Playing with Dogs Reduces Stress and Increases Concentration, New Study Finds · The Wildest

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Playing with Dogs Reduces Stress and Increases Concentration, New Study Finds

Having trouble chilling out or focusing? Maybe it’s time to get a dog.

by Sio Hornbuckle
March 15, 2024
Woman and her large white dog sit in grass outside.
Bo Bo / Stocksy

Dogs make pretty much everything better. It doesn’t take science to figure that out. But sometimes it’s nice when the experts use their fancy equipment to get to the bottom of why something’s true — and prove it once and for all. So, in news that surprises absolutely no dog lover, researchers have found that spending time with dogs has real, positive effects on your brain. Just an hour with a pup can reduce stress, improve concentration, and strengthen memory and creative thinking. 

The study 

The study, published in PLOS One, was small, with 30 adults and one dog — the lead researcher’s own four year old Poodle — participating. Together, the humans and pup did eight tasks: meeting, play, feeding, massage, grooming, hugging, walking, and photography. Meeting and walking were always the first and last activities, respectively, but the rest happened in random order.

Researchers wanted the results to be representative of time spent with a domesticated companion dog rather than a service or working dog. “These activities were primarily selected to prioritize direct interactions with the dog, encompassing regular activities that people typically engage in with their canine companions,” wrote the study’s lead author, Onyoo Yoo.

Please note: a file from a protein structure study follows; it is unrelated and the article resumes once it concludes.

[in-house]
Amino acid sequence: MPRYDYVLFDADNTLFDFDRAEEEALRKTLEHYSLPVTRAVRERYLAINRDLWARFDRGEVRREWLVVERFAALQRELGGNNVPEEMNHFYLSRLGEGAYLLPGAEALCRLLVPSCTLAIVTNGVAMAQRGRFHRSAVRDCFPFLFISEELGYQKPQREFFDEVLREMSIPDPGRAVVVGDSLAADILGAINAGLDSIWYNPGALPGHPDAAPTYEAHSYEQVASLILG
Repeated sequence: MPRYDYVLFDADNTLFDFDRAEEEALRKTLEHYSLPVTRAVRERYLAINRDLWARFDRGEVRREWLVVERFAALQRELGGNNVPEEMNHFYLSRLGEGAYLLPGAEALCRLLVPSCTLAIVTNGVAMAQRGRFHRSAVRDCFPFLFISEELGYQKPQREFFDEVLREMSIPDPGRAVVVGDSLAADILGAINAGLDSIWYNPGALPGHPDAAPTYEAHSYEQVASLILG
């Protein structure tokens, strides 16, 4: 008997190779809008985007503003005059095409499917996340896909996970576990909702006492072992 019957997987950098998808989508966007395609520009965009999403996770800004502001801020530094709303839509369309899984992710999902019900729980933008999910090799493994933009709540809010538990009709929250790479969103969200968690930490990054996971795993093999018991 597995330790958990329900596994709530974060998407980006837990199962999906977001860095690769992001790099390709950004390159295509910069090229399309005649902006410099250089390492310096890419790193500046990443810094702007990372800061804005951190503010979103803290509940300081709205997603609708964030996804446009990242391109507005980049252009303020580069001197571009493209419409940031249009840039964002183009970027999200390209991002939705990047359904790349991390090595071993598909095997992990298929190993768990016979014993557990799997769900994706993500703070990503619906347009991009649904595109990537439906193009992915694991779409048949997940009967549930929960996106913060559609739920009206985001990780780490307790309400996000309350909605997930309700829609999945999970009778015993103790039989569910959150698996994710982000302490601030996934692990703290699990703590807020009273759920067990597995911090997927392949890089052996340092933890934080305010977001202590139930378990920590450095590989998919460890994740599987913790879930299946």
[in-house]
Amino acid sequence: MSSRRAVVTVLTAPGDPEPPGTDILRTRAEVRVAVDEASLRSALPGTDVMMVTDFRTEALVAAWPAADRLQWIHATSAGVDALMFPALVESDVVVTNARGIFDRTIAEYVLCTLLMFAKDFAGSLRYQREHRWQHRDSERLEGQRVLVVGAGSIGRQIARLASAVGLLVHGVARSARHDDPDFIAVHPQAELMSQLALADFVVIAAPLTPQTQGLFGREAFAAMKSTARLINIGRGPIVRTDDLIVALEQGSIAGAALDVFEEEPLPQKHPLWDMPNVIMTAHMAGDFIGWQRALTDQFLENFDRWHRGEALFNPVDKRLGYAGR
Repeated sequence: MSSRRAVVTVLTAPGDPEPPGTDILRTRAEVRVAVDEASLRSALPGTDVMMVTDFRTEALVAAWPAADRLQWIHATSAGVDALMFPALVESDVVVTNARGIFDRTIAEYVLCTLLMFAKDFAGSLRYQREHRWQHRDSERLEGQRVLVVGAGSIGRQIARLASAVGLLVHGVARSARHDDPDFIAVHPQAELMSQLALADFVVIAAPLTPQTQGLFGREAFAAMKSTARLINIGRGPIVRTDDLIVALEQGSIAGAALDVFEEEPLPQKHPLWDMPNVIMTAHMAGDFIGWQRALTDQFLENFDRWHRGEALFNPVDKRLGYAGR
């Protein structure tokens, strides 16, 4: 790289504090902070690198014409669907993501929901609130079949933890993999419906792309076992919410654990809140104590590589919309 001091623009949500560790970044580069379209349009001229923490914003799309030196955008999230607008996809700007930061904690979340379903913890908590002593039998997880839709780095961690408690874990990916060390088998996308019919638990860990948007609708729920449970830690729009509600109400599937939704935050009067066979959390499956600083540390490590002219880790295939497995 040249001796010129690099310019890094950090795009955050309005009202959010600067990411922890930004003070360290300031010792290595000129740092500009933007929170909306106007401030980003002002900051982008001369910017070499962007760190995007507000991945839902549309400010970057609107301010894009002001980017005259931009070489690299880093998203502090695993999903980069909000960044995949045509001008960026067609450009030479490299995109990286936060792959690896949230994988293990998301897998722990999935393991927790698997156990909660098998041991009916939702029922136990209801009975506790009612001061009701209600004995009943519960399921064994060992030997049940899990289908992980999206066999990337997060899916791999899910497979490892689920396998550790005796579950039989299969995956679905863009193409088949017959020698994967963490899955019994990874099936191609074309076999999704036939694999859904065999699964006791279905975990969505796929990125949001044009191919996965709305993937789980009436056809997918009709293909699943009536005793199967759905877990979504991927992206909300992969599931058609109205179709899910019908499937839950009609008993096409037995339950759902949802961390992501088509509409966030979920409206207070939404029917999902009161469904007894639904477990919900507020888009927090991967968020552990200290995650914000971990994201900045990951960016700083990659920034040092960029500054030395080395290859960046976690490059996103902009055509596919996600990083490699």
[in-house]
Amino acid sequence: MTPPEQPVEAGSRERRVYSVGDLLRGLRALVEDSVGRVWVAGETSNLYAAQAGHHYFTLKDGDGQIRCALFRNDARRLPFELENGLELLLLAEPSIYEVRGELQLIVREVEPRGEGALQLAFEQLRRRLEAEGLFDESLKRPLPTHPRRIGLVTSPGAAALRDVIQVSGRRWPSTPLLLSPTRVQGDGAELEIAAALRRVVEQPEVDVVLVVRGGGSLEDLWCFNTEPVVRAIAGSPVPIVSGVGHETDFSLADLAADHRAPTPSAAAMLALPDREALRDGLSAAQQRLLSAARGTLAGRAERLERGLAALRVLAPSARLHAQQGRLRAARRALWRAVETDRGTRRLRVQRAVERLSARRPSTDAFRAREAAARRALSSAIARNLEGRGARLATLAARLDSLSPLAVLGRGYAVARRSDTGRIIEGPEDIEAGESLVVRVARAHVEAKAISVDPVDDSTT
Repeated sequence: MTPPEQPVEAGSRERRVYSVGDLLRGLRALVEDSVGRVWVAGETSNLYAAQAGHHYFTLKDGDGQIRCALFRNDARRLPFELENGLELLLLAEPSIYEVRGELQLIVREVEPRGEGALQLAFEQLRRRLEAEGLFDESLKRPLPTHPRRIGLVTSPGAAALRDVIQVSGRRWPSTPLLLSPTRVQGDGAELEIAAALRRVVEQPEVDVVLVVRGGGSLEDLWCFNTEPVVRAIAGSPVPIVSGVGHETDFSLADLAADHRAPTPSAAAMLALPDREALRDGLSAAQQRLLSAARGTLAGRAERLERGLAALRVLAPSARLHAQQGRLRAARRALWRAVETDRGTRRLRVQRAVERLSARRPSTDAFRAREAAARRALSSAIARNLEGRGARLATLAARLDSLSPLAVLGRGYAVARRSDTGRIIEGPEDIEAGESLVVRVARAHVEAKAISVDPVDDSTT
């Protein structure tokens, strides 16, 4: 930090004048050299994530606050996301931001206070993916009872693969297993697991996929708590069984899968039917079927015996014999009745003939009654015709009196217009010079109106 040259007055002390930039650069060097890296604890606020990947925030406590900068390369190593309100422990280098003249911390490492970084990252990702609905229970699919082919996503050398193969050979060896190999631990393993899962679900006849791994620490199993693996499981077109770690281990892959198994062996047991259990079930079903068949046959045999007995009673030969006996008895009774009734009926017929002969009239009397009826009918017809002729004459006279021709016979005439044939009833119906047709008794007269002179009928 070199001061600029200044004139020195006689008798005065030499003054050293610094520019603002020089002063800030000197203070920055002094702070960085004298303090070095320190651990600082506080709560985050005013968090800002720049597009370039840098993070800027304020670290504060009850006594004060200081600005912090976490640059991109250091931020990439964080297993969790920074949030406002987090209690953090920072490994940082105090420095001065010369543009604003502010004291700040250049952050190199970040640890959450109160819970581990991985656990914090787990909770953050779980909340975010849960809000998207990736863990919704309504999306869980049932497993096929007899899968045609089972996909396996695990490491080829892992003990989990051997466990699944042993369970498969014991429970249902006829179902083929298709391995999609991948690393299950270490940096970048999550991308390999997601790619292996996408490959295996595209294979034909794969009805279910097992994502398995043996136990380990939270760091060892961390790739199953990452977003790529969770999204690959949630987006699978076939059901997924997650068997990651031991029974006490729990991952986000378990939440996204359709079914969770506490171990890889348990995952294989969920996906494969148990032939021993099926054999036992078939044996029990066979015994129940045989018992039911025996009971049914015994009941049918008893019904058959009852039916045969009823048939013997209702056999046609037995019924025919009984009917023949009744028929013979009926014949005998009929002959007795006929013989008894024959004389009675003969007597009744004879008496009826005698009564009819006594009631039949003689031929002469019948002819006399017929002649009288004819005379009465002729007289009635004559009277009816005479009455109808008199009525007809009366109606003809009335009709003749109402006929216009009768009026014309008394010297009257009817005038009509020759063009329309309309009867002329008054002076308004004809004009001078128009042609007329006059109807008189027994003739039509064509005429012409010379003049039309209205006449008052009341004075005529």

During each activity, the brain waves of the participants were measured by an electroencephalogram (EEG), a method that uses electrodes placed on the humans’ scalps to measure brain electrical activity. The participants also filled out a questionnaire after each activity that asked questions about their mood and stress level. 

The findings 

The questionnaire revealed the obvious: Dogs are great. During all time spent with the pup, the participants reported feeling “significantly lower fatigue and depression,” wrote Yoo. Stress was also lowered in all the activities. Walking the dog created the greatest feelings of comfort, and massaging the dog created the greatest feelings of relaxation.  

Most excitingly, the EEG backed the self-reported emotions up. Playing and walking with the dog increased alpha waves in parts of the prefrontal and frontal lobe. “Previous studies have reported that increased alpha power reflects relaxation and emotional stability and is associated with improved memory and reduced mental stress,” wrote Yoo. 

Relative fast alpha (RFA) waves also increased during playtime, and this “signifies an attention concentration in a relaxed condition.” An increase in RFA is associated with creative thinking and learning ability. 

During grooming and massage, beta waves increased. Beta waves are similarly associated with concentration and alertness. The brain activity “increased as the intensity of contact with the animal increased,” wrote Yoo.

The findings are similar to those of a previous study, wrote Yoo, which found that alpha waves increase during horseback riding exercise therapy. The study is also supported by previous research which has shown that time with dogs increases oxytocin (the bonding “love hormone”) levels and decreases cortisol (a hormone related to stress) levels. Basically, the science is clear: Hanging out with a dog is good for you. You probably already knew that — but it’s nice to be proven right. 

Sio Hornbuckle

Sio Hornbuckle is a writer living in New York City with their cat, Toni Collette.

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